The refusal came after Nicole Arteaga’s doctor told her that her unborn baby no longer had a heartbeat.
After receiving word that her unborn baby no longer had a heartbeat, it was hard to imagine how things could get worse for Nicole Arteaga, until they did.
The Arizona mother is speaking out after she said a Walgreens pharmacist refused to provide her with a prescription drug that would help her miscarry her deceased fetus, telling her that providing it would violate his personal beliefs. The company said on Sunday it is investigating the incident.
“I experienced something no women should ever have to go [through], especially under these circumstances,” Arteaga posted on Facebook Friday.
The 35-year-old said the pharmacist’s refusal at a Walgreens location in Peoria, Arizona, on Thursday came one day after her doctor informed her during a 10-week pregnancy checkup that her baby no longer had a heartbeat and had stopped developing, she told The Arizona Republic.
The doctor had given her two options, she said: Either undergo a hospital procedure that would remove the fetus or take Misoprostol, a prescription drug that would help her body miscarry the fetus. After giving it a day of thought, Arteaga said, she decided on the drug and took her 7-year-old with her to the store to pick up the medication. Instead, the pharmacist refused to hand it to her.
“He had it in his hand and refrained from giving it to me,” Arteaga told WTSP, adding: “I was completely shocked. I couldn’t believe what was happening.”
Arteaga said she explained her situation to the man behind the counter, explaining that her unborn baby no longer had a heartbeat and that the prescription wasn’t anything she actually wanted to take.
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“This is something I have zero control over,” she posted on Facebook. “He has no idea what [it’s] like to want nothing more than to carry a child to full term and be unable to do so. If you have gone [through] a miscarriage you know the pain and emotional roller [coaster] it can be.”
She said there were two other people working behind the counter, one of whom was overseeing prescriptions at the drive-thru window. She asked if someone else could help her, but the employee said no and suggested that she come back the next evening.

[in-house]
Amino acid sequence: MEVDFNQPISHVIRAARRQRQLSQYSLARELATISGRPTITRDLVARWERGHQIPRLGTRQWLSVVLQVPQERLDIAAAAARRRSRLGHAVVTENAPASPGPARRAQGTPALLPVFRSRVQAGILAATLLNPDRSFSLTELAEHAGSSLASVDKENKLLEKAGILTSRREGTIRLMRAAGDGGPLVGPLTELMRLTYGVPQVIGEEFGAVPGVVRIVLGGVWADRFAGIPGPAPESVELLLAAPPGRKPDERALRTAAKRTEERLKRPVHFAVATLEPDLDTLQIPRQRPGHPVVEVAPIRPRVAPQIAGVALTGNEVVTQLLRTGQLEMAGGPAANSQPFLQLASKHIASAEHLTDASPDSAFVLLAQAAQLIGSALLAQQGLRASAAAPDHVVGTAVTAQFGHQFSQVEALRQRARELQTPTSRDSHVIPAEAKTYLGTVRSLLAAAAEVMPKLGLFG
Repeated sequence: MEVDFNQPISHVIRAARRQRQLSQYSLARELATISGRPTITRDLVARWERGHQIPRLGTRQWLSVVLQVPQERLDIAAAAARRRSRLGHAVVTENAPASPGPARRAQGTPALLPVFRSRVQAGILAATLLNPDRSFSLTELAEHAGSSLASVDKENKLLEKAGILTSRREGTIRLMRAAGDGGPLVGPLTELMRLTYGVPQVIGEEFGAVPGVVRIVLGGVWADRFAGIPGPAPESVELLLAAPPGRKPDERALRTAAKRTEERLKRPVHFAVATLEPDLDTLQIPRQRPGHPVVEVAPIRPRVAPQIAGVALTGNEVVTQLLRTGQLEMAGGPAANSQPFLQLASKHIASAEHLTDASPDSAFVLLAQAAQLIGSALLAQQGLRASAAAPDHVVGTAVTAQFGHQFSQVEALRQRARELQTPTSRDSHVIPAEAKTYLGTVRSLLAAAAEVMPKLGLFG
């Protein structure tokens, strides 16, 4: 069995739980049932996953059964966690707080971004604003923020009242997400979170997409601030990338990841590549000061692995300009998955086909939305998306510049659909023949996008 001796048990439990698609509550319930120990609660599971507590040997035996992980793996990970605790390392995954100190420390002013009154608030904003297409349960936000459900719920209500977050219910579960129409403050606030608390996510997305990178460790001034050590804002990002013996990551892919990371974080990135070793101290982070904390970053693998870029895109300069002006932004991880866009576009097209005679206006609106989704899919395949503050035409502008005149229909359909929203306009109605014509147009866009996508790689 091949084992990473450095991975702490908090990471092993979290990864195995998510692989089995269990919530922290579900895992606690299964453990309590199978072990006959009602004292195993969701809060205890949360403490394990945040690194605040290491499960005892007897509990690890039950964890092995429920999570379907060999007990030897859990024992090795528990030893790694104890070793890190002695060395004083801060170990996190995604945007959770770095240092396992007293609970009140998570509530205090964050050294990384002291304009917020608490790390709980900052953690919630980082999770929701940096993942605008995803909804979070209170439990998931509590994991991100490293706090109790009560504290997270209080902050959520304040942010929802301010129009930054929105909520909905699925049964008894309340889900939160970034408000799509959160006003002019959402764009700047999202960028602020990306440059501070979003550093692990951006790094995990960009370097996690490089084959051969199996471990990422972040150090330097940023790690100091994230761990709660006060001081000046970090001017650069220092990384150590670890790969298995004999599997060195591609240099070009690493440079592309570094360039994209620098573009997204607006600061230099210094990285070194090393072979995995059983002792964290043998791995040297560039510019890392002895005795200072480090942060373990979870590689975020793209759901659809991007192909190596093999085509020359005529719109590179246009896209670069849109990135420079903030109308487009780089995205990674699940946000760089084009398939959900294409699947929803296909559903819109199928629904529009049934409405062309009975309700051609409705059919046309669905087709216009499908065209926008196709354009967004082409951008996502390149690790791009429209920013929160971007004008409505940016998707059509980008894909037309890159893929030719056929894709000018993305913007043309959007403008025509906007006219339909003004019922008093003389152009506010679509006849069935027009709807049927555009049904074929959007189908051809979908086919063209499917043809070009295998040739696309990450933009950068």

He has no idea what [it’s] like to want nothing more than to carry a child to full term and be unable to do so.
“It’s not OK to do that to someone,” she told Arizona Central. “Help them or pass [the prescription] on to somebody next to you.”
A representative for Walgreens appeared to agree.
Though the stores’ employees are allowed to opt out of fulfilling prescriptions that they have a moral objection to, they are required to hand the order off to someone else to fill, the company said in a statement obtained by HuffPost.
“After learning what happened, we reached out to the patient and apologized for how the situation was handled,” the company stated. “We are looking into the matter to ensure that our patients’ needs are handled properly.”
Walgreens’ policy lines up with an Arizona state law that similarly allows a pharmacy, hospital or health professional not to participate in providing abortion medication, emergency contraception or any medication or device that would prevent fertilization. Should a pharmacist choose not to administer the prescription, they must return the patient’s written prescription order.
After leaving the store in tears, Arteaga said she received an email informing her that the pharmacist had sent her prescription to another Walgreens store nearby.
She ultimately received the prescription on Friday, after contacting her doctor for added assistance, but the experience left her embarrassed, humiliated and wondering what other drugs ― such as birth control and morning-after pills ― this pharmacist has denied to people, she said.
“I share this story because I wish no other women have to go [through] something like this at time when you are vulnerable and already suffering,” she wrote.
HuffPost could not immediately reach Arteaga or the Walgreens pharmacist she identified on Facebook for comment.
Read more: huffingtonpost.com
Read more: huffingtonpost.com